Admittedly none of the issues bothering the Federal District Court were raised in the trial court.

The questions raised by the U.S. District Court are stated in this language.

1. "What does give the Court trouble is that the Circuit Judge gave the jury no instructions whatever about the confession of Bobby Ballew, nor was he asked to do so. Specifically, the jury was not told anything about the genuineness of the confession, as opposed to the voluntary nature of it, was not told anything about the weight to be given to the confession as evidence, and was not admonished that the confession of Bobby Ballew was not to be considered against Rodger Ballew. * * * 2. "Further, without warning instructions a jury may consider a confession of one defendant as evidence against another, even though all references to the other have been deleted from the confession which the jury hears. * * * 3. "The other question that the Court feels that it should mention if not raise goes back to the Circuit Court's basic Denno determination of voluntariness. While the trial judge clearly stated that he found Bobby Ballew's confession to have been given voluntarily, he did not state whether he so found from the evidence `beyond a reasonable doubt,' as provided by Ark.Stats., section 43-2105, or whether he simply `found' the confession to be voluntary without reference to any particular quantum of proof."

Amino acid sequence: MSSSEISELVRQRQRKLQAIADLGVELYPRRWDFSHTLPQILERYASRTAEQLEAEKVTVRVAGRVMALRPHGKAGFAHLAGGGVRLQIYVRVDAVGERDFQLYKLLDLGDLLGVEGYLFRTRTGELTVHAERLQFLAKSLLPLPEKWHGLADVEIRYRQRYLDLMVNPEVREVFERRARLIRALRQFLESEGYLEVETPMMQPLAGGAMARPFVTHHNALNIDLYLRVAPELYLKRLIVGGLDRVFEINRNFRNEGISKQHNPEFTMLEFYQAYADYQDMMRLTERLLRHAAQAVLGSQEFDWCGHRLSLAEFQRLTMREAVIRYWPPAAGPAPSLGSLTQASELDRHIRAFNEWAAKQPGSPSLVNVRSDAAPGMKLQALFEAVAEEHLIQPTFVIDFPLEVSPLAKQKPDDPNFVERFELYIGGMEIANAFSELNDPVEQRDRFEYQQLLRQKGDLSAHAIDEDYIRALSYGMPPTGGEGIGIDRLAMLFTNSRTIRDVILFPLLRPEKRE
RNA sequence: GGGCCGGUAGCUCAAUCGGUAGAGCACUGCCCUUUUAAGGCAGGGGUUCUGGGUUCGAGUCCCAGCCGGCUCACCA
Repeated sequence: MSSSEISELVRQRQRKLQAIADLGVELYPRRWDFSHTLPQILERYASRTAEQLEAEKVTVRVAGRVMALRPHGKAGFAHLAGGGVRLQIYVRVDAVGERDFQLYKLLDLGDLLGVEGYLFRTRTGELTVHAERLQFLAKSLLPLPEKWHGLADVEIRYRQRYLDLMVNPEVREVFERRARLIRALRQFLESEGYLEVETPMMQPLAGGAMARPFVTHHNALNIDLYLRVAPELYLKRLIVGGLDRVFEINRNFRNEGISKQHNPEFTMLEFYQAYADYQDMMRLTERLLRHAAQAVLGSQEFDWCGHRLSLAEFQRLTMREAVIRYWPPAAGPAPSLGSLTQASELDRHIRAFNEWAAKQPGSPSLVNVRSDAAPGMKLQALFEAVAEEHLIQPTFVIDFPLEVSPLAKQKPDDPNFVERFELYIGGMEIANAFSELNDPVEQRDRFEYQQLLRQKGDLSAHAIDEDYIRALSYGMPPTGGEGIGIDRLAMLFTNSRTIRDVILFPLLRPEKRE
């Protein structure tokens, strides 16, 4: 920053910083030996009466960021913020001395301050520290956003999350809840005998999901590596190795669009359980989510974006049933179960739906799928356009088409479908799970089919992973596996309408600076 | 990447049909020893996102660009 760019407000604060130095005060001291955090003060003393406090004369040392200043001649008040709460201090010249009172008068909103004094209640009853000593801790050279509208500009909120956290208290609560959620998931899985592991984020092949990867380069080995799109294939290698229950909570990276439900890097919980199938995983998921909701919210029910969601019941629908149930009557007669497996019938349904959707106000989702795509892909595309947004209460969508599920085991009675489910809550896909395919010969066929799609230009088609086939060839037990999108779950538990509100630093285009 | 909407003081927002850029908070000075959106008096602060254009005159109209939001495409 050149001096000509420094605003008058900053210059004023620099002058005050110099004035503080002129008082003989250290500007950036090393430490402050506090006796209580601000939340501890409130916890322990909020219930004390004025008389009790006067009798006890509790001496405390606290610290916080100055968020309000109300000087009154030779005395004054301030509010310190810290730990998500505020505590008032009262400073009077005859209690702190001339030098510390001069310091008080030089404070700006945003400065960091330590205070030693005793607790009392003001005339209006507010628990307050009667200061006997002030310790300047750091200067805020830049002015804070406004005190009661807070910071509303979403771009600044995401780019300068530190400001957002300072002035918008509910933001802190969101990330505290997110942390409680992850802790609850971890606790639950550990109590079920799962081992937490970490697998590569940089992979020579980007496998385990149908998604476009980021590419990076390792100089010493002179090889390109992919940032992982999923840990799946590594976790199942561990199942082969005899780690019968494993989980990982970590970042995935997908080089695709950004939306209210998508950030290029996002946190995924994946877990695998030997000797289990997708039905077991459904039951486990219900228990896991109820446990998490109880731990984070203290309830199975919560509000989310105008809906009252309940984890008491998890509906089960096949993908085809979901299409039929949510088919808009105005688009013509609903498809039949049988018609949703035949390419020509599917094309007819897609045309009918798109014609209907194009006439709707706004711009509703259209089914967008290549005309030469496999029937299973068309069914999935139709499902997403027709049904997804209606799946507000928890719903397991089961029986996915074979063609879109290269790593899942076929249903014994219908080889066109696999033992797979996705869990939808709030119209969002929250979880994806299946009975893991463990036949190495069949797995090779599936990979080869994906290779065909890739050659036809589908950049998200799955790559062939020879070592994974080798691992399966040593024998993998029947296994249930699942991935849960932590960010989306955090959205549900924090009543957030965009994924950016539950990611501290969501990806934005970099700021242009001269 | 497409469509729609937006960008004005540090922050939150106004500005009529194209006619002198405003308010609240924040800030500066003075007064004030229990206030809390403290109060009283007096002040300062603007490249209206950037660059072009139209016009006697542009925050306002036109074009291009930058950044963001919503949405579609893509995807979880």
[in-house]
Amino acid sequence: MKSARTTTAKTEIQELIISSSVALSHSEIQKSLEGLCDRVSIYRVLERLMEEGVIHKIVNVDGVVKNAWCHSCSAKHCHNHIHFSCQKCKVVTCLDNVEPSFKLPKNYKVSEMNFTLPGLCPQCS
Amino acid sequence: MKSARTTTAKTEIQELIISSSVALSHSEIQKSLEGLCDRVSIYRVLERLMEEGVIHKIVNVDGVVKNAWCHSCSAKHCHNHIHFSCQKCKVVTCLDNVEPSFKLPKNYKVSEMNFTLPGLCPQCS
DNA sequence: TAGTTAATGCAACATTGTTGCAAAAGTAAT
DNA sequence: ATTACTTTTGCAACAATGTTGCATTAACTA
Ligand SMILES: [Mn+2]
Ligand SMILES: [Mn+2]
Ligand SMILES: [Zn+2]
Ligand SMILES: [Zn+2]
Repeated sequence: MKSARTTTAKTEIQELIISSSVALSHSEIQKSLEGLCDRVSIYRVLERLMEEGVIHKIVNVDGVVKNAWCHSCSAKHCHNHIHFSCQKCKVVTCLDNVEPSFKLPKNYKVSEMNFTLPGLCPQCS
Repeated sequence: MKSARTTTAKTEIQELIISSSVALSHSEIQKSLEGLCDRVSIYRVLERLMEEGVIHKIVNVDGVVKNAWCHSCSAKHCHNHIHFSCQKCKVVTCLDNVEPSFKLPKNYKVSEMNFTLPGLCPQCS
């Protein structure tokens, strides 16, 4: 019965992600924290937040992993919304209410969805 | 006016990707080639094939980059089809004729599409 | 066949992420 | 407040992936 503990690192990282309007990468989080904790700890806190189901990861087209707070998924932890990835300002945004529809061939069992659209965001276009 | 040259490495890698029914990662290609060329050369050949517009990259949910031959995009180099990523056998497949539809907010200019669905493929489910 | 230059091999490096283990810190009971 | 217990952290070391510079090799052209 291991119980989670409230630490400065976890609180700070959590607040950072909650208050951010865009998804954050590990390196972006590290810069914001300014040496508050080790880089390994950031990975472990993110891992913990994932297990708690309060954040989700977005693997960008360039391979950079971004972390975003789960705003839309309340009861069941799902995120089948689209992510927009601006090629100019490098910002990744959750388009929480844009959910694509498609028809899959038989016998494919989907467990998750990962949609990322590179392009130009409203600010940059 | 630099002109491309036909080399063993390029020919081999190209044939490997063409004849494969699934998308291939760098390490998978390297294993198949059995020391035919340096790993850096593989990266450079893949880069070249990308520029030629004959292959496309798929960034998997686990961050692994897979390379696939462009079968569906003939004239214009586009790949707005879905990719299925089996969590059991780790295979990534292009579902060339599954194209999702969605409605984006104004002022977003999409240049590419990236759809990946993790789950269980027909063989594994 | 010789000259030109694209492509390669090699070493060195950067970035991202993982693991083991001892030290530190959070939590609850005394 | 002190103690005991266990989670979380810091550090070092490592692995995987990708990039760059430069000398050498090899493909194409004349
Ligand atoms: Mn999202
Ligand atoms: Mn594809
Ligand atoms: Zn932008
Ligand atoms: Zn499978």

We deny this motion for leave to proceed under our post conviction procedure. The denial is because each matter now presented could and should have been presented to the trial court in the first instance.